Except being an All-Star is much more common than you’d think. For example, a simple search of Baseball-Reference’s Play Index turns up 265 active All-Stars, and that’s not even counting players who may one day become All-Stars.

    Or, to put it another way, let’s use a year that’s already well behind us. For example, in the year 2000, 291 players who would at some point be all-stars played in at least 20 games; 862 players in total played in at least 20 games. That works out to about 33.4% of players in the game eventually becoming all-stars. For what it’s worth, if one fewer Biogenesis player had been named to an all-star game in their career, it would be a virtually-equal percentage of players (35.3%). I feel like that’s well within the margin of error, especially since we’re dealing with a small sample size to begin with.

    To put it another way, I compiled a Fangraphs custom leader board of the implicated players. Ten of the batters tied to the clinic have played in the pros this year; they’ve been worth an average of about .88 Wins Above Replacement across 61 games. To be fair, the games played total is hurt by thing like injuries and demotions, but at the same time, aren’t two of the benefits of PEDs supposed to be improved play and health?

    Even if you want to expand the window, the result doesn’t come out too rosy for PEDs. Say you want to look at the three full seasons prior to this. Now, I have no idea what timeframe these players supposedly used from, but the eleven major league hitters in that three-year window averaged only 5.14 WAR, or about 1.7 Wins per Player per Season. Even with Ryan Braun’s 2011 MVP campaign, the group as a whole couldn’t even average starter-level production.

    The pitchers don’t fare much better; only Colon and Bastardo have pitched in the majors at all this year. From 2010 to this season, the five have combined for 10.7 Wins, almost all of it from Colon and Bastardo. That comes out to something like half a win per player per season, production that wouldn’t even make for an above-average reliever.

    This is not at all exhaustive, but it touches on something that has irked me. Some fans like to leap to conclusions about players using drugs based on nothing more than performance. Players like Jose Bautista and Chris Davis have had their names dragged through the mud more or less under the reasoning of “steroids=dingers”. While it may feel like only the best players get caught, that’s more a form of selection bias than anything. The Biogenesis scandal turned up almost exactly the number of All-Star players you would expect given the number of players that were named and the percentage of players that become All-Stars each season. The players that MLB’s testing is catching are at a rate well below even that.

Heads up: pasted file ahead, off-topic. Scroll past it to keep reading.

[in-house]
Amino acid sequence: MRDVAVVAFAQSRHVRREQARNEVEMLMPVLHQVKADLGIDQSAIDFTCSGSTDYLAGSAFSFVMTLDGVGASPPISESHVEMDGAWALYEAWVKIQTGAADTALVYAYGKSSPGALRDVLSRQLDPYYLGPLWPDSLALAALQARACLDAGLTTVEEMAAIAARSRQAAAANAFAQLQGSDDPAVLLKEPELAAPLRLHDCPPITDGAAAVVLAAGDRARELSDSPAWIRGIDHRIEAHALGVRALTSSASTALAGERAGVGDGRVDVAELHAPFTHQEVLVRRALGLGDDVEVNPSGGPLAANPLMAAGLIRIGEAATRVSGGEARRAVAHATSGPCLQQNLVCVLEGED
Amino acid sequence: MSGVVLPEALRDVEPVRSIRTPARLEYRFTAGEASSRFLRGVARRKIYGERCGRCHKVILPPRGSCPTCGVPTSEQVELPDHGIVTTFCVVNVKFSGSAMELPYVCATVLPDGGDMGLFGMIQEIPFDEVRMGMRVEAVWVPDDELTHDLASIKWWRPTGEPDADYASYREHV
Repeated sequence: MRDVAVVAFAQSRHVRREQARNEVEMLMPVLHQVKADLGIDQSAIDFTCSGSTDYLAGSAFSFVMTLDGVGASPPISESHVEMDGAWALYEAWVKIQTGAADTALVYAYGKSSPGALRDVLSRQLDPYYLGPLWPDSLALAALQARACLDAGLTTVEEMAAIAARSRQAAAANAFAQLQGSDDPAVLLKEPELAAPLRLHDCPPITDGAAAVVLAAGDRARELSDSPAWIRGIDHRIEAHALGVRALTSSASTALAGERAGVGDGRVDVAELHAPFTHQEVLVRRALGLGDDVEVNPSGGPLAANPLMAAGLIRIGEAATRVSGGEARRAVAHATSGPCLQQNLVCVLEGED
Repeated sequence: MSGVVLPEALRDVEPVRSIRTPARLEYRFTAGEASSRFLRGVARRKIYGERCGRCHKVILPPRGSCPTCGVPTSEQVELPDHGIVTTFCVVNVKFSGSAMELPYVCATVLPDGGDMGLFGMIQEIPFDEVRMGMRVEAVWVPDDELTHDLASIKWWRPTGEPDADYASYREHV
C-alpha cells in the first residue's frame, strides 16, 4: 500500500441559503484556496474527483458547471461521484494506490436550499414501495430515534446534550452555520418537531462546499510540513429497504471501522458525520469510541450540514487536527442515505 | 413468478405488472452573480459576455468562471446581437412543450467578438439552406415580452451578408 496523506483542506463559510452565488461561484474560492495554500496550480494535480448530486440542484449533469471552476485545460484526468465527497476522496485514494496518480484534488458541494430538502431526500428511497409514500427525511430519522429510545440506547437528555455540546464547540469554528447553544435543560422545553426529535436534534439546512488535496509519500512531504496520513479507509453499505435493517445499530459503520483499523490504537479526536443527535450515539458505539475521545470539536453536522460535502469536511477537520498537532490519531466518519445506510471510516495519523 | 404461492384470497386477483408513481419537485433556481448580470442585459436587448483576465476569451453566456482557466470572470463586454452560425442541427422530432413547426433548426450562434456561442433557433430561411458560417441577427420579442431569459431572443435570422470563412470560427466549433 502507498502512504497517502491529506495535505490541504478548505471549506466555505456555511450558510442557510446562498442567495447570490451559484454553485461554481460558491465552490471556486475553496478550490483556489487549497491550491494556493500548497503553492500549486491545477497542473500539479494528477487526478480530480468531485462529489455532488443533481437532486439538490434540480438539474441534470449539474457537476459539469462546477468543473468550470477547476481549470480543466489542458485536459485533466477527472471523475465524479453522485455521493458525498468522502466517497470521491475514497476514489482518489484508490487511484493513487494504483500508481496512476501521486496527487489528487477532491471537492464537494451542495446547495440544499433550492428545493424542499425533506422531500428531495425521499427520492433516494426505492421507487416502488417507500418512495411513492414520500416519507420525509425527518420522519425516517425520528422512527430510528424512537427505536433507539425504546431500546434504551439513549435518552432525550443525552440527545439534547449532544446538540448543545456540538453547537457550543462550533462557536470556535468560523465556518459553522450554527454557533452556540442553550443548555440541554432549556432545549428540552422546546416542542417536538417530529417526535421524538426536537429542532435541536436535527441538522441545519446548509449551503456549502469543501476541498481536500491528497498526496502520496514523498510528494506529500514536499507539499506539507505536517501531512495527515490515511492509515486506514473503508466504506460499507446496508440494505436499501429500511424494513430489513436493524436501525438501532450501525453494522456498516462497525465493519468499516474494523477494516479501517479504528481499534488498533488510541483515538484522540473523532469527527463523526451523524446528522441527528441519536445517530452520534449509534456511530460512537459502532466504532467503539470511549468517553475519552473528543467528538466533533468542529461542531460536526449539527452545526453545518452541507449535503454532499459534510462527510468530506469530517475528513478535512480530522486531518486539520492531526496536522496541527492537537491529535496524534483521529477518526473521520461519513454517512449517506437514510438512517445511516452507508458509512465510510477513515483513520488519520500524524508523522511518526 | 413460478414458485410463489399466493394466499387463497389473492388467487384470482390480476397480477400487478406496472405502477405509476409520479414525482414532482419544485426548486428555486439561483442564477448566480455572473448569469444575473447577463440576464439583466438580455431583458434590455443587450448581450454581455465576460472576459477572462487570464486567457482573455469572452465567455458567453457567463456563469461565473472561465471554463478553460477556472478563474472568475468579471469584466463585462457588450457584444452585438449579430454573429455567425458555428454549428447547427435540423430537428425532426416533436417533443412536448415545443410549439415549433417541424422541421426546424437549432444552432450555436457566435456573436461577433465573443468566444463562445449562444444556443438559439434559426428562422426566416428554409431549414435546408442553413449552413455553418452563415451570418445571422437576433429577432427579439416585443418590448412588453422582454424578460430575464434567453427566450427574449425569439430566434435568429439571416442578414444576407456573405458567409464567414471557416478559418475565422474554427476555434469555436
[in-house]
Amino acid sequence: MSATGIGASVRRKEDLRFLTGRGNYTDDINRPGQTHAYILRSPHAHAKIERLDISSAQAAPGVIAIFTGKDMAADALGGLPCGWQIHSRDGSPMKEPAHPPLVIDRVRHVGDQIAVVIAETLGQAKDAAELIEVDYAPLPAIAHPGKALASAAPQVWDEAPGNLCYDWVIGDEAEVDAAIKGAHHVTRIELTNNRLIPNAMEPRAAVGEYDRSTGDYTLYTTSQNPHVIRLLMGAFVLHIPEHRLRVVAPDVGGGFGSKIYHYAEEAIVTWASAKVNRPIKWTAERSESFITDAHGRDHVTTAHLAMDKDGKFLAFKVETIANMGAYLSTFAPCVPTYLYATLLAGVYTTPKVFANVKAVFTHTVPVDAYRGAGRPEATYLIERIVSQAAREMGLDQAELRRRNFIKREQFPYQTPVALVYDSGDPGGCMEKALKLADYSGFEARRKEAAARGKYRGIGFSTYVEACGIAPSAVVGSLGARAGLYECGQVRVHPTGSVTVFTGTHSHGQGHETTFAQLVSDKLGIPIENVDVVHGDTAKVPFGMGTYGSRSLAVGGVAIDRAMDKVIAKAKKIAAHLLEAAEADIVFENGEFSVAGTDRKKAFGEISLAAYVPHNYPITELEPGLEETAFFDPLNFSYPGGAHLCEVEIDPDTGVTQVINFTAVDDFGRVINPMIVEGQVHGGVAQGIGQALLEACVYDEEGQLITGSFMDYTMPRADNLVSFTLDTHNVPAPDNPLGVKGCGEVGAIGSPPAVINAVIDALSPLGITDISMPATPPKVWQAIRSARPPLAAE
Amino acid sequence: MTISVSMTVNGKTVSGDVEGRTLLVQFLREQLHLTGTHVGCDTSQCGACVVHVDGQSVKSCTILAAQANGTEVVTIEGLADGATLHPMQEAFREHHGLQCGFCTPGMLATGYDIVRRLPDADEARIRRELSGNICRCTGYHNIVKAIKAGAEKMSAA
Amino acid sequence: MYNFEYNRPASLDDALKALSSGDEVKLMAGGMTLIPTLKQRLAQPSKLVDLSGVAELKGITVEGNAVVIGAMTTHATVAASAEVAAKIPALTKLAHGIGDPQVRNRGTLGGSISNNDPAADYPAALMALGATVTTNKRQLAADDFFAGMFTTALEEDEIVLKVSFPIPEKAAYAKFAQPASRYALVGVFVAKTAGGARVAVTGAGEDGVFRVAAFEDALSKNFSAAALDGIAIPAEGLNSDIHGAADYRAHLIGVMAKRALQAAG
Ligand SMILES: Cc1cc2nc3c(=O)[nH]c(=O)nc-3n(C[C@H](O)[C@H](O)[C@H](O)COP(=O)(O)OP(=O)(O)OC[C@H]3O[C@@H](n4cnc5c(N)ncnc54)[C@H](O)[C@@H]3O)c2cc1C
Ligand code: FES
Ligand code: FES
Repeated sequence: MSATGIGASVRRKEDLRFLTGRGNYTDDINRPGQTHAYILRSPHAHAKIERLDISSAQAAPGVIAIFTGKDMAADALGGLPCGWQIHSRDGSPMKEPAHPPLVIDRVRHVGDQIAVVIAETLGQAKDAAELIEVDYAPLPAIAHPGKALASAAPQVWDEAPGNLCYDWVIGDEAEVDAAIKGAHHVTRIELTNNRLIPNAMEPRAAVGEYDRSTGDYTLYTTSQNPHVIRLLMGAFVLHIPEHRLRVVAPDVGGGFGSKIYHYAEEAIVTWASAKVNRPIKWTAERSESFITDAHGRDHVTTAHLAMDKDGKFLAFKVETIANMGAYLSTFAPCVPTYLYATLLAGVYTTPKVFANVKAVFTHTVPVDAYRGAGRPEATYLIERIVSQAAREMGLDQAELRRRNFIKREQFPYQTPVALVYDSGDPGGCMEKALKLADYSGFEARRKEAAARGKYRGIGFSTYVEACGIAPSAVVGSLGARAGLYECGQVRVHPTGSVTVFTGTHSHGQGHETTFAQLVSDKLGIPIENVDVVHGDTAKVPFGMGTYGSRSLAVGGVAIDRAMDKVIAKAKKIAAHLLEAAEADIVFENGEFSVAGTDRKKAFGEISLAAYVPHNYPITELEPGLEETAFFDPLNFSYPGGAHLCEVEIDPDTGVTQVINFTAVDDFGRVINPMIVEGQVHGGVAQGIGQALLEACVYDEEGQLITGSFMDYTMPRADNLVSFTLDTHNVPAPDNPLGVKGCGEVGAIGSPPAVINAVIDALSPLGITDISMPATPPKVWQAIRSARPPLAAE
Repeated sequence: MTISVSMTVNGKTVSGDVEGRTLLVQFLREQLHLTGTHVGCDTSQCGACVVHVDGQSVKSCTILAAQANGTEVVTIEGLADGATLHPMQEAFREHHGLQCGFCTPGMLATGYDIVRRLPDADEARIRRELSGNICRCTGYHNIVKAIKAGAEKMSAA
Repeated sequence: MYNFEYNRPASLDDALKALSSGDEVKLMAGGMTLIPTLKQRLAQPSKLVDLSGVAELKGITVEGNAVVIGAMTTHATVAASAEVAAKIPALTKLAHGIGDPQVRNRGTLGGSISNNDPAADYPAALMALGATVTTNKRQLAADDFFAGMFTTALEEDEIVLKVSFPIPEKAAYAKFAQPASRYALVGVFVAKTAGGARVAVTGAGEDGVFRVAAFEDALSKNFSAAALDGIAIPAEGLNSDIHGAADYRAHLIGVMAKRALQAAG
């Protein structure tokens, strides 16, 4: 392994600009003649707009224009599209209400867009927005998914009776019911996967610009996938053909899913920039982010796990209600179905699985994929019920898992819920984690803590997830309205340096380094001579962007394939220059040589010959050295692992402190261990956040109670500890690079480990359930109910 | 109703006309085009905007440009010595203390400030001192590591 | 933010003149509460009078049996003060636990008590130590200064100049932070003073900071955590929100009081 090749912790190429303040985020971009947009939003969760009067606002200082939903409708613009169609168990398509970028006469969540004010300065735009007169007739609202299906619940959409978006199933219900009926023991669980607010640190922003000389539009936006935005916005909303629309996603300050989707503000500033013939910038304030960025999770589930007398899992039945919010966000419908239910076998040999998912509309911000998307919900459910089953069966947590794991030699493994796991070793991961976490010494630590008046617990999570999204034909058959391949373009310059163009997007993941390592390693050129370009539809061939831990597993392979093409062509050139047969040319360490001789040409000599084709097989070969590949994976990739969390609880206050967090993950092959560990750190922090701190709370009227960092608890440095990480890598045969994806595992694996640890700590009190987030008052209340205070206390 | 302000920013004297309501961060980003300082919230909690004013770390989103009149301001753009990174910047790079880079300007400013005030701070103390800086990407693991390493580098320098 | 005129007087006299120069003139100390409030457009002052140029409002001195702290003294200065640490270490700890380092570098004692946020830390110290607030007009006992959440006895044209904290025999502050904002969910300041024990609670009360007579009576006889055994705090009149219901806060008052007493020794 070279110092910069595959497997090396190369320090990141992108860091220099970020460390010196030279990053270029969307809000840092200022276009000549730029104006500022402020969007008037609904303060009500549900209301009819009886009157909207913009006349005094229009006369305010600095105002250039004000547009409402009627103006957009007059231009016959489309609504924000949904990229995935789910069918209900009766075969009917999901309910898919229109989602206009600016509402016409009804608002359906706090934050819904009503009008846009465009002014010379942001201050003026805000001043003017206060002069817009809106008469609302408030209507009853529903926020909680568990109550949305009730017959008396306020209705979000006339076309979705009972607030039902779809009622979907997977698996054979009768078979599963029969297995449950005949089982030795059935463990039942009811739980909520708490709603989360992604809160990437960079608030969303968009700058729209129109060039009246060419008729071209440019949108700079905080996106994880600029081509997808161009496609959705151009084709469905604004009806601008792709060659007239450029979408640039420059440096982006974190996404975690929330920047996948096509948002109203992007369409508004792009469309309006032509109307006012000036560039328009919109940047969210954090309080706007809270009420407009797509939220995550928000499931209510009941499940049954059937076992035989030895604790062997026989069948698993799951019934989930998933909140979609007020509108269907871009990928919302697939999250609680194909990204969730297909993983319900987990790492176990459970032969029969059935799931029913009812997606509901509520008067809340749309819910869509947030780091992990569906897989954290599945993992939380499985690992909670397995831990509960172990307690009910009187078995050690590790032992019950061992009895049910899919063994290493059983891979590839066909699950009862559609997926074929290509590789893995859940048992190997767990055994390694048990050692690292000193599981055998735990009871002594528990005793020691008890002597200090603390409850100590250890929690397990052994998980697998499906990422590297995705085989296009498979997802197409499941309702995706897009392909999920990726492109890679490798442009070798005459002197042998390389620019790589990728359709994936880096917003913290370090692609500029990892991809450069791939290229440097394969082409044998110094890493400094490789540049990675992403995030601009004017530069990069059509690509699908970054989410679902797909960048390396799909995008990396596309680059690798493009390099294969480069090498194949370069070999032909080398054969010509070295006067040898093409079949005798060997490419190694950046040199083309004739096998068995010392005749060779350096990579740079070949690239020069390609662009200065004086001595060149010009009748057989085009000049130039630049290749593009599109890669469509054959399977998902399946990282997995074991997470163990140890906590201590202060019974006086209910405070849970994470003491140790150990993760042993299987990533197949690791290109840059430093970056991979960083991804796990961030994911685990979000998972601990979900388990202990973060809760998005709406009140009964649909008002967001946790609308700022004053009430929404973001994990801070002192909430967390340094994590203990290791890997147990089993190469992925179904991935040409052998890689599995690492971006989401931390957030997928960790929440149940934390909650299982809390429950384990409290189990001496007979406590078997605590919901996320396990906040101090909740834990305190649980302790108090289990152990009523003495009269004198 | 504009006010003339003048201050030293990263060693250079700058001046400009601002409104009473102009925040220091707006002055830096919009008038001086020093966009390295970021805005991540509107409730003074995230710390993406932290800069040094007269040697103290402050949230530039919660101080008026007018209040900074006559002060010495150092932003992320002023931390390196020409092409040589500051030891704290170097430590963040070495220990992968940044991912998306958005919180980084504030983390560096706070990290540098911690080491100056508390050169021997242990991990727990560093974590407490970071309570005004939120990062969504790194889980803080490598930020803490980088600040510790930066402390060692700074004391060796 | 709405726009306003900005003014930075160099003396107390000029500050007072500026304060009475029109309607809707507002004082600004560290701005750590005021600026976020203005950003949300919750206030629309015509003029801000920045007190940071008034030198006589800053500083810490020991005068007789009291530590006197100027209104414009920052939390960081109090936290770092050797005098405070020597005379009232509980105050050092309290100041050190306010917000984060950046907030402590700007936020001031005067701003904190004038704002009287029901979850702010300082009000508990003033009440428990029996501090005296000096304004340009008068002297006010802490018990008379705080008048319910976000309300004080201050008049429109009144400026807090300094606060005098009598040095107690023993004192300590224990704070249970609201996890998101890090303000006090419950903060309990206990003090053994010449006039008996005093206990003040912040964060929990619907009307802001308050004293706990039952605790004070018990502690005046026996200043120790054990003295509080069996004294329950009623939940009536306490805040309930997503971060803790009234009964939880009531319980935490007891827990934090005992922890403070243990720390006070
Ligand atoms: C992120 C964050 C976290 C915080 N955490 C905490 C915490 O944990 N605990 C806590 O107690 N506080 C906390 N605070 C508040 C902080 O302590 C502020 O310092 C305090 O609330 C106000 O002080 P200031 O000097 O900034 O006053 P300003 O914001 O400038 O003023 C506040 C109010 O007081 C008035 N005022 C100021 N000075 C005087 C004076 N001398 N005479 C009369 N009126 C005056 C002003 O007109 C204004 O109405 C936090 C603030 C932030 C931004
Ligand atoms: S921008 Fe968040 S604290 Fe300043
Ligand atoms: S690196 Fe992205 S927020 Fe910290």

This isn’t to say that the drugs do or do not help players. We can’t know how a player using drugs would have done without them, although I think that there are convincing arguments that the common perception is wrong, or at least the perception that steroids are a baseball miracle drug. I also think MLB has actively hurt itself in an attempt to actually determine what these drugs do and how best to fight them; if anything, their approach has only hurt the sport, by both leading fans to actively speculate on whether current players use drugs without any evidence to go on, and by giving steroids the reputation of being said miracle drugs without much hard proof to support it.

    The former is the problem I’m addressing here, though. For as much as some people say that they can spot a steroid user just by how well the player is doing or laugh off players that fail while taking drugs as oddities, there doesn’t seem to be a noticeably higher rate of drug-users becoming All-Stars when compared to the general population of Major League Baseball, at least from the groups we have to look at.